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Operators of Major Pirate Sites Committed No Crimes, Court Rules

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Four men accused of criminal copyright infringement for operating major Spanish streaming sites SeriesYonkis and PeliculasYonkis have been acquitted by a local court. The men, who were previously cleared in 2019, faced an appeal but the court found that at the times the sites were operational, no crimes were being committed.

Fourteen years ago, SeriesYonkis began its journey to becoming one of the most popular ‘pirate’ sites in mainland Europe, offering links to movies and TV shows to the public. Focusing on content in Spanish, it developed a strong local audience, plus others further afield.

With this popularity came unwanted attention. In addition to action from local anti-piracy groups, criticism mounted directly from the US after the MPAA reported SeriesYonkis – which had grown from strength to strength – to the United States Trade Representative. In 2014, this elevated SeriesYonkis to ‘notorious market’ status.

Operators of SeriesYonkis & Sister Sites On Trial

After unrelenting legal pressure by several major Hollywood studios and their local proxies (including industry group EGEDA and the Spanish Anti-Piracy Federation), four men went on trial in April 2019 for their parts in the sites SeriesYonkis, PeliculasYonkis and VideosYonkis (Series, Film, and Video Junkies).

Founder and original owner Alberto García and the sites’ subsequent owners Alexis Hoepfner, Jordi Tamargo and David Martínez, faced damages claims in excess of 550 million euros. Perhaps more significantly, there were calls from Hollywood for prison sentences of up to fours each, with the local prosecutor settling on two years.

Original Verdict: Not Guilty

After months of deliberation, Judge Isabel María Carrillo Sáez of Murcia’s Criminal Court number 4 rejected Hollywood’s calls for the men to be imprisoned for facilitating copyright infringement, ruling that their actions were not a crime when they took place.

“There was no explicit definition of these behaviors before. It was criminalized by the legislator in 2015,” the verdict explained, noting that the profits made by the defendants did not warrant a criminal conviction.

Spain updated its copyright law in 2015 but the sites in question had already stopped linking to pirated content following an agreement with local anti-piracy group FAP. Undeterred, the movie companies and Public Prosecutor’s Office said they would launch an appeal.

Appeal Verdict: Not Guilty

The original trial established several key facts. Under the company Poulsen SL, Alberto García owned SeriesYonkis and PeliculasYonkis and operated them for two years. He then sold them for more than half a million euros to a company called Burn Media, which was operated by Alexis Hoepfner, Jordi Tamargo and David Martínez.

There was no evidence that any of the defendants uploaded any movies or TV shows themselves. Users of the sites reportedly providing links to pirated content that was hosted elsewhere. However, due to the lack of clarity over the mere provision of links and the reform of Spain’s copyright law that took place after the alleged offenses took place, the Court found that no crimes had been committed by the defendants.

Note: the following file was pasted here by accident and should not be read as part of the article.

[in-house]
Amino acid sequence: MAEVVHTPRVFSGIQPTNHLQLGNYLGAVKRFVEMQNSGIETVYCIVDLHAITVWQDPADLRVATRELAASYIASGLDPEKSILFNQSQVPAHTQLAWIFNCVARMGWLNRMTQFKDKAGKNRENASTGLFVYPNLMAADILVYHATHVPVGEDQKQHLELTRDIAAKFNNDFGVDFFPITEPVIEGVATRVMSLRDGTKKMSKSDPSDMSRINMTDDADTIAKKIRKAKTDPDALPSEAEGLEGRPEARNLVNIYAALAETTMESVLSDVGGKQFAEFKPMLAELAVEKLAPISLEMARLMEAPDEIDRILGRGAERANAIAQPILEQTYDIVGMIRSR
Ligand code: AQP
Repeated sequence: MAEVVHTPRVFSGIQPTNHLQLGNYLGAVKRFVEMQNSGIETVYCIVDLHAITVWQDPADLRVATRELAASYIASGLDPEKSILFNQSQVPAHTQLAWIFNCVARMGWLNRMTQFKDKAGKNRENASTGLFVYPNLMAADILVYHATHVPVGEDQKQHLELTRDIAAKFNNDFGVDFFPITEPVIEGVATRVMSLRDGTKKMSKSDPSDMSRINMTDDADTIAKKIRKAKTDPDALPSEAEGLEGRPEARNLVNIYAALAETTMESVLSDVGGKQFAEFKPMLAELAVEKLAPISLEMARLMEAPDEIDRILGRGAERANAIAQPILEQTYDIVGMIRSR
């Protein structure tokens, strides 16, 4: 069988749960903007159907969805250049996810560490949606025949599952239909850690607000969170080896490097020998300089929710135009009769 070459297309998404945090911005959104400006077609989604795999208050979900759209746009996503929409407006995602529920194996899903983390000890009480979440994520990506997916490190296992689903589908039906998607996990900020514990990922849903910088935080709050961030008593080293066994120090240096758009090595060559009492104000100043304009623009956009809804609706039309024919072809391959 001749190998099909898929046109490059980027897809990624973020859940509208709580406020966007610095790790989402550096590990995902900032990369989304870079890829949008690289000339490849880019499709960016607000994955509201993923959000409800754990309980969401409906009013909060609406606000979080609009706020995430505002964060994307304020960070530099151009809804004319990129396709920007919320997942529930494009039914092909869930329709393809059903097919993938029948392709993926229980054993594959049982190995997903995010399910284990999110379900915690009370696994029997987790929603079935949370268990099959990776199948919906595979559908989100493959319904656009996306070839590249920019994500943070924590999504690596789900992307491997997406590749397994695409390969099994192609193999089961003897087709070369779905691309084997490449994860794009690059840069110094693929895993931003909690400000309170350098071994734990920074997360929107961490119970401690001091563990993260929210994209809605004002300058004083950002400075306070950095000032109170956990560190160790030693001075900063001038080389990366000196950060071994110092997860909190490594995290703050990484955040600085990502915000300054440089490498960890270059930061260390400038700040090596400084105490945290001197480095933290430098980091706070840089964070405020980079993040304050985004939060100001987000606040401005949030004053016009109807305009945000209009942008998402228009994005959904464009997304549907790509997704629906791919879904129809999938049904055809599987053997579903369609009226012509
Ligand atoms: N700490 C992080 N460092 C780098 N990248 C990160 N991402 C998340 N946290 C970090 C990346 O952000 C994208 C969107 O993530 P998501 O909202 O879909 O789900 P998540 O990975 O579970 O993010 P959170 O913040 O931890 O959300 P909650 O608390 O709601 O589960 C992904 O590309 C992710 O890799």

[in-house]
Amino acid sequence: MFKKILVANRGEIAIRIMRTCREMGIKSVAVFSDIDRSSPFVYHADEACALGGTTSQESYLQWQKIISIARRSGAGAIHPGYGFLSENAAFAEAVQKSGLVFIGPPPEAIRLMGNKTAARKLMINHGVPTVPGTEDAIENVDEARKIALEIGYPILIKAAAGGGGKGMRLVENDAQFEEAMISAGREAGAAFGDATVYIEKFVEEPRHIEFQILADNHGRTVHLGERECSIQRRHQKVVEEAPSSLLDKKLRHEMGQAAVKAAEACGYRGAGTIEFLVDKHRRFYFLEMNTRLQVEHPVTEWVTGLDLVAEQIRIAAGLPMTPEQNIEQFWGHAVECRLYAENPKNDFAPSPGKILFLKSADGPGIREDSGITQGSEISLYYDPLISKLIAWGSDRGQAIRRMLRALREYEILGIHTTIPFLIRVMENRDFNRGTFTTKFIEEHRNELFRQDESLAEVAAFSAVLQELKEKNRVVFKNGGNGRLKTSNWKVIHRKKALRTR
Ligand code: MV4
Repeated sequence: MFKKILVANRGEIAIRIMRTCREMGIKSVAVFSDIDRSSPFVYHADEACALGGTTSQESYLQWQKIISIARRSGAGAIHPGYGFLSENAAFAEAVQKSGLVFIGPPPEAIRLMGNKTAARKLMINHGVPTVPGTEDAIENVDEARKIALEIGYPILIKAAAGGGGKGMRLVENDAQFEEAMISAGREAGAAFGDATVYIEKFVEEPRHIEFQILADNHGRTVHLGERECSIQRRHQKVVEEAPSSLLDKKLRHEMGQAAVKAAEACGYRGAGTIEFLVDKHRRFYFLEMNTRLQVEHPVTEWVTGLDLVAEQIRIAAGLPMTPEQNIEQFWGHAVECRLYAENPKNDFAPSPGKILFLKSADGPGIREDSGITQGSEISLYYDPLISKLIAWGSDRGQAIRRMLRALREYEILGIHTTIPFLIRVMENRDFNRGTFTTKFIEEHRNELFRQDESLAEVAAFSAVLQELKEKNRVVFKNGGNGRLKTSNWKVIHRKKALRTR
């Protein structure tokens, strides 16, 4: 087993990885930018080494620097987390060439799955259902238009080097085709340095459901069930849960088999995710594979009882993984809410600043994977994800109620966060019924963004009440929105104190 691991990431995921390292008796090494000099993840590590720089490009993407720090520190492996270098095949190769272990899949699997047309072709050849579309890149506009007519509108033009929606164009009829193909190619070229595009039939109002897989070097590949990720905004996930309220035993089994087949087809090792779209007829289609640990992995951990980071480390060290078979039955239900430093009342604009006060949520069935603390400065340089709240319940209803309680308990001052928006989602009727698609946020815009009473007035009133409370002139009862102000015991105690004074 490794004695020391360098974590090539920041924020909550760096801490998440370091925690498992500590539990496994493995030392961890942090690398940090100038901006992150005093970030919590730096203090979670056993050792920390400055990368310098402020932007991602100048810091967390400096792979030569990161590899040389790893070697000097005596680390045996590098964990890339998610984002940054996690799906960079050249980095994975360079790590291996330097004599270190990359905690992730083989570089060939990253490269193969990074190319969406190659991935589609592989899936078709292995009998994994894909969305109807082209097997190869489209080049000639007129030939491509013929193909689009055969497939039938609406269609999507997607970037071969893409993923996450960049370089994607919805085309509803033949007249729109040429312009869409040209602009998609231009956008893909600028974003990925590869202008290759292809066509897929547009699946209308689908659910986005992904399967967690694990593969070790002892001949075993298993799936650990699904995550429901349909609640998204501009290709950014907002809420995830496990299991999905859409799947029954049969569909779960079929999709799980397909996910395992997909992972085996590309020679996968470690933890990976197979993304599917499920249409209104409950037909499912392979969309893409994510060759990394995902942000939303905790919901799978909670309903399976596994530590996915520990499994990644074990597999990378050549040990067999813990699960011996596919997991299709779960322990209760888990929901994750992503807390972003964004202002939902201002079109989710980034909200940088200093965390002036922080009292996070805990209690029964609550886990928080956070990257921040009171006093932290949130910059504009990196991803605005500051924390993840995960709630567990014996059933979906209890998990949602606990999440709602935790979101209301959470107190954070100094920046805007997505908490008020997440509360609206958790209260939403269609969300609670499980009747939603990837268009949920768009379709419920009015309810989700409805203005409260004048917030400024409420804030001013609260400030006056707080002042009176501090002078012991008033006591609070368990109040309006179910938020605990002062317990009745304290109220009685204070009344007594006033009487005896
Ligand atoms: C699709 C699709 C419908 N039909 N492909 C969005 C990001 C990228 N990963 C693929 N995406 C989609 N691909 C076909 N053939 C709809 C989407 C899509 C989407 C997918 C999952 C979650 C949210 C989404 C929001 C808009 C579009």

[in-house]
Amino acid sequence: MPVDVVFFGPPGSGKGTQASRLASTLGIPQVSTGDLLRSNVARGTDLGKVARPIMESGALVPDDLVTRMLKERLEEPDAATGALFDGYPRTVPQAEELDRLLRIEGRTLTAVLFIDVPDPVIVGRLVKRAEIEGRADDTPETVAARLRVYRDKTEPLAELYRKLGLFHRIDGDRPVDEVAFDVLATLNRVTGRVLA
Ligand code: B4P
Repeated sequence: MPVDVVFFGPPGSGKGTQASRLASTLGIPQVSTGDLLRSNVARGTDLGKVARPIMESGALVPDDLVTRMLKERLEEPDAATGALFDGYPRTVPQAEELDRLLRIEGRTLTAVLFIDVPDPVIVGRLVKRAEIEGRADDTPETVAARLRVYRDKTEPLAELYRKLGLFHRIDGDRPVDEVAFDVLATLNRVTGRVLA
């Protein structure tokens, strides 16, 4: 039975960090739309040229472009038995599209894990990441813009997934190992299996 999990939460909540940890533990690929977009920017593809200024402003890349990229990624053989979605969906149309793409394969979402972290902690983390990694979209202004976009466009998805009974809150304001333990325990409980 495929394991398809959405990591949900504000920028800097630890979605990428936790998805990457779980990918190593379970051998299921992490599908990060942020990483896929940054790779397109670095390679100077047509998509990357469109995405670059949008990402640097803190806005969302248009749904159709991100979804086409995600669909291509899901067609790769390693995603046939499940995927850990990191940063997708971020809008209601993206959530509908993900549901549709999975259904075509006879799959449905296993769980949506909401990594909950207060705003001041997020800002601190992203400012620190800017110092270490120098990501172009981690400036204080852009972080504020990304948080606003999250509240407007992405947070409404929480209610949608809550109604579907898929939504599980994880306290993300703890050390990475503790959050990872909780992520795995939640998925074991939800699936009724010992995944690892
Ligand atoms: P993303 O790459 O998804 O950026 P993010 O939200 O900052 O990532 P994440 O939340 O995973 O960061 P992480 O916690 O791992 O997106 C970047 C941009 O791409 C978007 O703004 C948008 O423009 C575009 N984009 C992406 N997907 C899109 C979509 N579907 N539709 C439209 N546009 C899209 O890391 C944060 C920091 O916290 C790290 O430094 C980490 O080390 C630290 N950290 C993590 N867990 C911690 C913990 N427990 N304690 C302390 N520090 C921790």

El País reports that lawyer Cristóbal Martell, who defended Jordi Tamargo, successfully argued that criminal laws cannot be applied retroactively if they negatively affect the accused. He also convinced the Court that the accused did not know that their activities were illegal, something described as a “prohibition error“.

As a result, the appeal – filed by the Public Prosecutor’s Office, Warner Bros, Paramount Pictures, Universal Studios and EGEDA – has now been rejected by the Murcia Provincial Court, with the panel of three magistrates ratifying the decision made by the Murcia Criminal Court in 2019.

“There is no evidence that [the defendants] were aware of the illicit origin of the information to which they referred or that it harmed any right. There is no evidence in the case that any of the defendants knew the illegality of the activity carried out by the sites,” the decision reads, as cited by elDiario.

The defendants had claimed that they had no control over the content linked via their now-defunct sites, since links were uploaded by users. This version of events was accepted by the Court, which noted that users were also aware that third-party platforms actually hosted the content.

“The user of the link who wanted to access the work selected by him from these web pages was aware of the redirection and that the download or streaming was done on a web page different from the one that contained the link,” the decision reads.

Defense lawyer Carlos Sánchez Almeida says that by upholding the decision handed down in 2019, the Court reached the right conclusion under EU law.

“You cannot judge the past with the eyes of the present, nor the present with the eyes of the past,” Almeida says.

“We have won the case thanks to the European jurisprudence of the European Court of Human Rights and the doctrine of the Constitutional Court on the impossibility of sentencing in the second instance without repeating the trial.”

While the decision is reported as final, at least in theory the ruling of the Provincial Court can be appealed to the Constitutional Court. However, according to elDiario, convictions in the third instance after two acquittals are “extremely rare”.

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